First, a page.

As a followup question when I asked Jack McCarthy whether Frankford was in the Northeast, I asked him whether Bridesburg was in the Northeast too. Here’s what he said:
Bridesburg is an interesting – and confusing – case. Originally, there was a sharp bend in Frankford Creek as it approached Bridesburg, so that Bridesburg was positioned south of the Creek and thus technically not part of the NE. However, the area at the bend was prone to heavy flooding and in the 1950s the Creek was straightened out so that it ran directly to the Delaware River without bending. Since then, Bridesburg has been north of the Creek and so could be considered within the boundaries of NE Phila.
If you consult that City Planning Commission publication, however, you will see that they don’t include Bridesburg in NE, but include it in a Bridesburg/Richmond/Kensington district.
Many people do consider Bridesburg part of the NE and technically it should be considered as such, but you could also make an argument that historically it was not part of the NE and that the City Planning Commission does not consider it in the NE.
I’m about 100% sure that anyone with a real estate interest in Bridesburg would consider themselves to be a river ward and not want to be associated with the Northeast. I know the crew over on the Pridesburg forum like to consider themselves an island unto themselves.
Full disclosure: My father (and this site’s founder) grew up in Bridesburg, and I’m sure will chime in.
7 thoughts on “Off Topic: Is Bridesburg in the Northeast?”
Not part of the Northeast and does not need to be.
Well back in the olden days when I was growing up in Bridesburg, we thought we lived on an island because you almost always had to cross a bridge to get out. Much of the rest of the city looked down on the Burg because of the stench from two huge chemical producers and the open sewer that the Frankford Creek had become. Fast forward 30 years and the chemical smell is much improved and the Frankford creek has been cleaned up and somewhat moved although we all know that it crosses under Bridge Street just like it always did. Bridesburg is a place of its own and does not need to be a part of the Northeast. The insularity that was Bridesburg of old may have helped it maintain and improve its community quality of life.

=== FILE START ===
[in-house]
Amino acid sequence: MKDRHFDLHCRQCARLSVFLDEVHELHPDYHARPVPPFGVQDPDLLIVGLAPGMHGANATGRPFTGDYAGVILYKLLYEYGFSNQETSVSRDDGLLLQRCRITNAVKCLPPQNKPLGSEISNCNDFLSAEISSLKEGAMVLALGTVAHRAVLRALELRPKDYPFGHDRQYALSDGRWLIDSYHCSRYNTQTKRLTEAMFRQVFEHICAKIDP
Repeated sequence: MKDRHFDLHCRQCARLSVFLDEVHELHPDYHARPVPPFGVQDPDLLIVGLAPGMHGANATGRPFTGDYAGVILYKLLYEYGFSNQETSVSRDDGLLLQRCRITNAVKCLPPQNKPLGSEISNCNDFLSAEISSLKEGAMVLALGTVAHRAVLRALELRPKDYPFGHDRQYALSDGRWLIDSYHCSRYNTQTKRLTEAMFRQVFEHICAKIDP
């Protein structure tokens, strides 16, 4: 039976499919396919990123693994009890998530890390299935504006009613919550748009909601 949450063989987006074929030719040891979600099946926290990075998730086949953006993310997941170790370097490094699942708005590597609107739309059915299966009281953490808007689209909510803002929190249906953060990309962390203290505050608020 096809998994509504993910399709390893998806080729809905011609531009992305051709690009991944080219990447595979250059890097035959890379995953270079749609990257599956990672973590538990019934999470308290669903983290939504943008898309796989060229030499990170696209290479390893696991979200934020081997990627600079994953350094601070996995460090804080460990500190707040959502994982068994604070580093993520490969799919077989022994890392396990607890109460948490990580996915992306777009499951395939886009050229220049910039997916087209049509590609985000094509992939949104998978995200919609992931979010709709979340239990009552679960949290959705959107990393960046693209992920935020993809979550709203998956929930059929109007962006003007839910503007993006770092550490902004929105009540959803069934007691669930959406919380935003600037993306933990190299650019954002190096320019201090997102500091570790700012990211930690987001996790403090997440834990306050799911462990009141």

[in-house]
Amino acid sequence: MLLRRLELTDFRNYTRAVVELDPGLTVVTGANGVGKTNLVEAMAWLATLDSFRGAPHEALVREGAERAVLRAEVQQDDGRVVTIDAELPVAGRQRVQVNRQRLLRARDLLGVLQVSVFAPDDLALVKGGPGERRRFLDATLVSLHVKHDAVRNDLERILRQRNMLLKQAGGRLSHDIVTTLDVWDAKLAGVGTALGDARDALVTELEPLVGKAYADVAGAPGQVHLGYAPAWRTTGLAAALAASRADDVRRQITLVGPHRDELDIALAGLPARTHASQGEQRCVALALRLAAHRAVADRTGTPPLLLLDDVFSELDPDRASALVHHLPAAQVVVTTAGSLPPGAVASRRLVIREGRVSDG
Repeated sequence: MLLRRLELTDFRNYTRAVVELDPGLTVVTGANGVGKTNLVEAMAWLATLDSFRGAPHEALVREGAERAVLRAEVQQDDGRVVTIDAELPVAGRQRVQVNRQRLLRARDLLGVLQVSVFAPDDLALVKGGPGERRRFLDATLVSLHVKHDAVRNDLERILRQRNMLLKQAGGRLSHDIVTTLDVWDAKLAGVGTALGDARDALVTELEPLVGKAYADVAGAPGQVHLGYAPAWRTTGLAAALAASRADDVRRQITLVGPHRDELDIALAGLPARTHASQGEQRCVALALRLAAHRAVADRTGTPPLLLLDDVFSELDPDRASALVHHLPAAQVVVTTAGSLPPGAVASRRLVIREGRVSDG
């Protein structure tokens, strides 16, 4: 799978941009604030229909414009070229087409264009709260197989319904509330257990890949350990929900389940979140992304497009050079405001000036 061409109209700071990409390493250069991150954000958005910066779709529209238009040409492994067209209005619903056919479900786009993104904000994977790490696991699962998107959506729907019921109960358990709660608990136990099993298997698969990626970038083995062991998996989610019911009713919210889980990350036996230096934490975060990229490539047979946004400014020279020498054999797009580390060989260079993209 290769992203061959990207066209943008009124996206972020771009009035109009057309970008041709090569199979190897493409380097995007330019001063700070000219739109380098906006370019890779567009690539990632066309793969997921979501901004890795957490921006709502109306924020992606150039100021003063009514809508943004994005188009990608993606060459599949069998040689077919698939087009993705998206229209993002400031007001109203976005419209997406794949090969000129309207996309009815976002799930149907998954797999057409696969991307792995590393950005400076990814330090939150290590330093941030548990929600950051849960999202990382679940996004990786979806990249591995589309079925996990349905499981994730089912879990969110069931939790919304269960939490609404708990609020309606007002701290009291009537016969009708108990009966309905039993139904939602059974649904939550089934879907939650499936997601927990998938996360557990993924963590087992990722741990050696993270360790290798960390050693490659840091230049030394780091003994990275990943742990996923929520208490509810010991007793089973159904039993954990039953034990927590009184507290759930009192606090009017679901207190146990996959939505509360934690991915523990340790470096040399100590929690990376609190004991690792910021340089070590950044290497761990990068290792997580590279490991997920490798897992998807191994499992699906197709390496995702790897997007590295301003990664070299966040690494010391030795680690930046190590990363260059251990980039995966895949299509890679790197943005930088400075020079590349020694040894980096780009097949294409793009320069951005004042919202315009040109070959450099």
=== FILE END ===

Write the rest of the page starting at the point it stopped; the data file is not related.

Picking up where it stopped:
Isn’t the stench now coming from the sewage treatment plant down by Castor and I95? I remember never smelling it except when I was away down the shore in the summer. It’s like a week away reset my sense of smell until the car came up north on I95 returning home.
That is the most common smell out there coming up 95 now. Growing up with the chemicals brewing around me, I learned the smell of phenol at a young age. You can still smell it around Sunoco sometimes. That may still be the most important product coming out of that plant now. Back in the day, Rohm and Haas had some stuff that would eat the paint off your car overnight. Imagine what it would do to the lungs. But the hazard is long gone now.
Is it not rather odd, that Mr. Jack McCarthy resigned his position with the Historical Society of Frankford in March of 2010, but you contacted him in April to ask him a question?
See: Jack McCarthy resigns from Historical Society of Frankford
Furthermore – Mr. McCarthy gives you an opinion – not historical facts- and then you post it several months latter – why?